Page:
Greater Irvine Chamber Supports CA AB1583
Wednesday, March 22, 2017
The Greater Irvine Chamber of Commerce lends its support to California Assembly Bill 1583 which requires private enforcers of Proposition 65 to provide alleged violators with more information regarding the cause for the filing a lawsuit.
The Chamber has joined a coalition of organizatoins that lobby for the bill's passage.
In 1986, voters approved Proposition 65, officially known as the Safe Drinking Water and Toxic Enforcement Act of 1986, which requires California businesses with 10 or more employees to provide a clear and reasonable warning before knowingly and intentionally exposing individuals to chemicals known to cause cancer and/or reproductive toxicity. Failure to comply with the act exposes a business to civil penalties of up to $2,500 per day.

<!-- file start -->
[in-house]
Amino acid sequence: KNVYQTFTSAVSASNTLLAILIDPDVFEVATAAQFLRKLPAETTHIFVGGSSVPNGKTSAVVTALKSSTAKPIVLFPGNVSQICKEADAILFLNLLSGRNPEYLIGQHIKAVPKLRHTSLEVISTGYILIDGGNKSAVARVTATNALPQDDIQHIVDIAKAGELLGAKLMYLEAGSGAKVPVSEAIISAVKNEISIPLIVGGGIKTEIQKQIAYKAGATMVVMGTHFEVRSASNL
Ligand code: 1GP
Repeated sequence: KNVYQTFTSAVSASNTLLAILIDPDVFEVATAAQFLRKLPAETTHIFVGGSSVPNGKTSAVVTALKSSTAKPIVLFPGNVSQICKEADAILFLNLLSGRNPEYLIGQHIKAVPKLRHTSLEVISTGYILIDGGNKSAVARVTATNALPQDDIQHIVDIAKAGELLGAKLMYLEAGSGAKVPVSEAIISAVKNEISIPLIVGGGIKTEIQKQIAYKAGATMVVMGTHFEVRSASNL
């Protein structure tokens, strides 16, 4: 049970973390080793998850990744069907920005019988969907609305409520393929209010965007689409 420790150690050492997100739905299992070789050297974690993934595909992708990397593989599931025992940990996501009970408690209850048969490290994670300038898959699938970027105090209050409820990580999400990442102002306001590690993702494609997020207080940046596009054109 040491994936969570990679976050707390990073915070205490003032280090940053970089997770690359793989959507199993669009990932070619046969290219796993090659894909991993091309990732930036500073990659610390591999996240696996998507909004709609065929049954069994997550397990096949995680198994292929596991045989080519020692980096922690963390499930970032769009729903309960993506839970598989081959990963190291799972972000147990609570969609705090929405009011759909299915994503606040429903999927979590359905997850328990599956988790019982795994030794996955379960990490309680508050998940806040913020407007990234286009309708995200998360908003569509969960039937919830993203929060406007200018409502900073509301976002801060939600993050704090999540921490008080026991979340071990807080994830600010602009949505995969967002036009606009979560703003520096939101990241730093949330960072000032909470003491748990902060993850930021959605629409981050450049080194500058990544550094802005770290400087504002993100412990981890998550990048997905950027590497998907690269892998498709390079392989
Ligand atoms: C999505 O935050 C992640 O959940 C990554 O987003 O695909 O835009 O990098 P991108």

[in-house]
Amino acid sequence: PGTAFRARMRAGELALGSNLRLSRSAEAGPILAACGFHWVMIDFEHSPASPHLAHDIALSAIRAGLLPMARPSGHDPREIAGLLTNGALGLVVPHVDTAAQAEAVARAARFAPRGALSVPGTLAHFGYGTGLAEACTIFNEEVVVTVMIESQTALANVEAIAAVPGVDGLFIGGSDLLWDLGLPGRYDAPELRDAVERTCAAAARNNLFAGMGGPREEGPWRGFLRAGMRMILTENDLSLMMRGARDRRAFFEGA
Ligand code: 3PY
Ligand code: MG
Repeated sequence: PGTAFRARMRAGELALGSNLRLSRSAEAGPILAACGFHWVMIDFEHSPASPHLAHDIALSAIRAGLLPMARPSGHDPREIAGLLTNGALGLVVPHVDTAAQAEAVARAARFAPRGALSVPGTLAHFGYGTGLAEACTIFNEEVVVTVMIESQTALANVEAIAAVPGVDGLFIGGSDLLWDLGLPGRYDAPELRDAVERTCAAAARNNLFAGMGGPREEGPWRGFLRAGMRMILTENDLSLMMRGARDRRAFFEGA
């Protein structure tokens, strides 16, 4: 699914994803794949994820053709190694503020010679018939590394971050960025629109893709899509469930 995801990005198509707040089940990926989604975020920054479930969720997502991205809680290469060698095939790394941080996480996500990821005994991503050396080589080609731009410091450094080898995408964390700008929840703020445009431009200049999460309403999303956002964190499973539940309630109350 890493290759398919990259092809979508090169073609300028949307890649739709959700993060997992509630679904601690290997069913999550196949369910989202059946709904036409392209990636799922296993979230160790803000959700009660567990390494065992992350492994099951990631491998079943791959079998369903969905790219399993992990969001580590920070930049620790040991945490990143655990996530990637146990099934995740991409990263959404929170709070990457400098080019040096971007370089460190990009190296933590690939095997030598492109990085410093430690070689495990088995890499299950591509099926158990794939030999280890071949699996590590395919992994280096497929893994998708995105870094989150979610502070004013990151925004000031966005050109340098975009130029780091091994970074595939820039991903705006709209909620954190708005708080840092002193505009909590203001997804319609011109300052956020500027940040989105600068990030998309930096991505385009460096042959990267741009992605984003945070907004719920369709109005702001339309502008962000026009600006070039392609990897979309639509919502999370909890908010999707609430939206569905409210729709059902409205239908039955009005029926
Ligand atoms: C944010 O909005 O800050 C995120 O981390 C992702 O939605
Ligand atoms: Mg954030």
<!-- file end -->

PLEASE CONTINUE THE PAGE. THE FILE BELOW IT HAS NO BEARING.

The intent of the law is to allow consumers to make informed choices when they purchase products or enter certain establishments. Before a private enforcer can sue under Proposition 65, it must give the alleged violator more than a 60 day notice of their intent to bring an action. The 60-day notice must also include a certificate of merit, which states that the person executing it has consulted with one or more experts in reviewing exposure data and concludes there is cause for a lawsuit. Simultaneously, the private enforcer provides a copy of the 60-day notice and certificate of merit to the Attorney General (AG), and public prosecutor in whose jurisdiction the violation is alleged to have occurred. In addition to the 60-day notice and certificate of merit, the AG and prosecutor also receive the factual basis for the lawsuit, such as exposure data showing a violation occurred. This information allows the AG and prosecutor to decide if they want to pursue an action on behalf of the public.
Category: Chamber News